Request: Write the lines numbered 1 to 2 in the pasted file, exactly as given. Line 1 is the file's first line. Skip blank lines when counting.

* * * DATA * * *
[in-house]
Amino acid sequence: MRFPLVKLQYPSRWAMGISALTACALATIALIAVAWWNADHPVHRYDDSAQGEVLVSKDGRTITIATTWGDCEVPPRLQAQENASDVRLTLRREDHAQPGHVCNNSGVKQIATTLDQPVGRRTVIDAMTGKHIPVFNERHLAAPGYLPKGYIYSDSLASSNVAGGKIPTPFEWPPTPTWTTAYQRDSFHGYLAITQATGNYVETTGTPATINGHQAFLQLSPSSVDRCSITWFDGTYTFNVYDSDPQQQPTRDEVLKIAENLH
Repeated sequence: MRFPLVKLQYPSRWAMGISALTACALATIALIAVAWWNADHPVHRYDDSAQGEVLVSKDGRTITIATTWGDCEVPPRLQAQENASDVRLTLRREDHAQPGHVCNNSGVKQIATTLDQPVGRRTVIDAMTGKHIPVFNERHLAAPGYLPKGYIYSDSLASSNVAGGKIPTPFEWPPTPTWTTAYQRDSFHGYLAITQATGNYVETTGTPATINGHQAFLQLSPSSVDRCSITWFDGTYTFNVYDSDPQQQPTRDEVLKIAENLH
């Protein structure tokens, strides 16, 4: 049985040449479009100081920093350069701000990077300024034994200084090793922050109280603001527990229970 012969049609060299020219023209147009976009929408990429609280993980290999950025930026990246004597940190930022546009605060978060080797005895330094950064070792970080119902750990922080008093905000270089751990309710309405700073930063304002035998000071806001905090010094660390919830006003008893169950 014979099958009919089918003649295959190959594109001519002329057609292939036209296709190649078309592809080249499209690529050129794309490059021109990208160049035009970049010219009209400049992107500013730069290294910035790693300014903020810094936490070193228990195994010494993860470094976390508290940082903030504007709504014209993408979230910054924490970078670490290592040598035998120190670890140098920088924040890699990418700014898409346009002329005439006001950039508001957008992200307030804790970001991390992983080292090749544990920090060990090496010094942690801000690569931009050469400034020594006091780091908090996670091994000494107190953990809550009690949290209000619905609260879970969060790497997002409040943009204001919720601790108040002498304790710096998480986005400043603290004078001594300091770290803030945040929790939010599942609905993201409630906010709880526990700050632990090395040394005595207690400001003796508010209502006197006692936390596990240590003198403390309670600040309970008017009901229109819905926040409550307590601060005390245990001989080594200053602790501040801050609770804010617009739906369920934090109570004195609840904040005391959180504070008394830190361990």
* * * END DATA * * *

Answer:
[in-house]
Amino acid sequence: MRFPLVKLQYPSRWAMGISALTACALATIALIAVAWWNADHPVHRYDDSAQGEVLVSKDGRTITIATTWGDCEVPPRLQAQENASDVRLTLRREDHAQPGHVCNNSGVKQIATTLDQPVGRRTVIDAMTGKHIPVFNERHLAAPGYLPKGYIYSDSLASSNVAGGKIPTPFEWPPTPTWTTAYQRDSFHGYLAITQATGNYVETTGTPATINGHQAFLQLSPSSVDRCSITWFDGTYTFNVYDSDPQQQPTRDEVLKIAENLH